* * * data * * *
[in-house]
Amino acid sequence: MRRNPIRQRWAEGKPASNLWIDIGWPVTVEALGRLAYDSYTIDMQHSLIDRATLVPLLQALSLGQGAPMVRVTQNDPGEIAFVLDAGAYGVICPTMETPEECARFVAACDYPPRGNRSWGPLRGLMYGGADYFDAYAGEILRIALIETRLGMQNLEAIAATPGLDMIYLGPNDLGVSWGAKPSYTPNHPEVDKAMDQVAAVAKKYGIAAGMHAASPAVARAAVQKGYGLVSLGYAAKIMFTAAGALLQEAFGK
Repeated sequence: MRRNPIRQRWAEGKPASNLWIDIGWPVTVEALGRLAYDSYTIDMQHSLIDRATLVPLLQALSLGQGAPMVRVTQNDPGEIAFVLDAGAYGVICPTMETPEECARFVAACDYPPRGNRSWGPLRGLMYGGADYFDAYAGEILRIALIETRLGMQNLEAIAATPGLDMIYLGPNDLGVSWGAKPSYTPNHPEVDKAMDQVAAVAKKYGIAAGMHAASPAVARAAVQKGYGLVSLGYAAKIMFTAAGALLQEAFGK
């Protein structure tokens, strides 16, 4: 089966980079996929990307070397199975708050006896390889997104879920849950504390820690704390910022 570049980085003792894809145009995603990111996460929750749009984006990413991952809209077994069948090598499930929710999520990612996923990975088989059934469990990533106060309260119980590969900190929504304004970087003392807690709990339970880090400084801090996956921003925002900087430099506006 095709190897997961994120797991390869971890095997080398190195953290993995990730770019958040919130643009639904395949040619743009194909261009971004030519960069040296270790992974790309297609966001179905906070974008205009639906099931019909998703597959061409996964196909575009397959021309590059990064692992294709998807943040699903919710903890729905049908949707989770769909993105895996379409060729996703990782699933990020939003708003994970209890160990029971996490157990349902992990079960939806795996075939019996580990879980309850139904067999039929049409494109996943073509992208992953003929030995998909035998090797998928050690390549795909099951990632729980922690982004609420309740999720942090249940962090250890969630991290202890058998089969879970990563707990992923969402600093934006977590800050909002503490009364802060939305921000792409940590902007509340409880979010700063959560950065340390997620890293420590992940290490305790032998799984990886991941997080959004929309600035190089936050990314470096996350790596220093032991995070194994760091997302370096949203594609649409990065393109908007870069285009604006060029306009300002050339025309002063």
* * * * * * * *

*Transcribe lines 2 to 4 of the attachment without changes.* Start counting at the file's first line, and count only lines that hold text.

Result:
Amino acid sequence: MRRNPIRQRWAEGKPASNLWIDIGWPVTVEALGRLAYDSYTIDMQHSLIDRATLVPLLQALSLGQGAPMVRVTQNDPGEIAFVLDAGAYGVICPTMETPEECARFVAACDYPPRGNRSWGPLRGLMYGGADYFDAYAGEILRIALIETRLGMQNLEAIAATPGLDMIYLGPNDLGVSWGAKPSYTPNHPEVDKAMDQVAAVAKKYGIAAGMHAASPAVARAAVQKGYGLVSLGYAAKIMFTAAGALLQEAFGK
Repeated sequence: MRRNPIRQRWAEGKPASNLWIDIGWPVTVEALGRLAYDSYTIDMQHSLIDRATLVPLLQALSLGQGAPMVRVTQNDPGEIAFVLDAGAYGVICPTMETPEECARFVAACDYPPRGNRSWGPLRGLMYGGADYFDAYAGEILRIALIETRLGMQNLEAIAATPGLDMIYLGPNDLGVSWGAKPSYTPNHPEVDKAMDQVAAVAKKYGIAAGMHAASPAVARAAVQKGYGLVSLGYAAKIMFTAAGALLQEAFGK
């Protein structure tokens, strides 16, 4: 089966980079996929990307070397199975708050006896390889997104879920849950504390820690704390910022 570049980085003792894809145009995603990111996460929750749009984006990413991952809209077994069948090598499930929710999520990612996923990975088989059934469990990533106060309260119980590969900190929504304004970087003392807690709990339970880090400084801090996956921003925002900087430099506006 095709190897997961994120797991390869971890095997080398190195953290993995990730770019958040919130643009639904395949040619743009194909261009971004030519960069040296270790992974790309297609966001179905906070974008205009639906099931019909998703597959061409996964196909575009397959021309590059990064692992294709998807943040699903919710903890729905049908949707989770769909993105895996379409060729996703990782699933990020939003708003994970209890160990029971996490157990349902992990079960939806795996075939019996580990879980309850139904067999039929049409494109996943073509992208992953003929030995998909035998090797998928050690390549795909099951990632729980922690982004609420309740999720942090249940962090250890969630991290202890058998089969879970990563707990992923969402600093934006977590800050909002503490009364802060939305921000792409940590902007509340409880979010700063959560950065340390997620890293420590992940290490305790032998799984990886991941997080959004929309600035190089936050990314470096996350790596220093032991995070194994760091997302370096949203594609649409990065393109908007870069285009604006060029306009300002050339025309002063």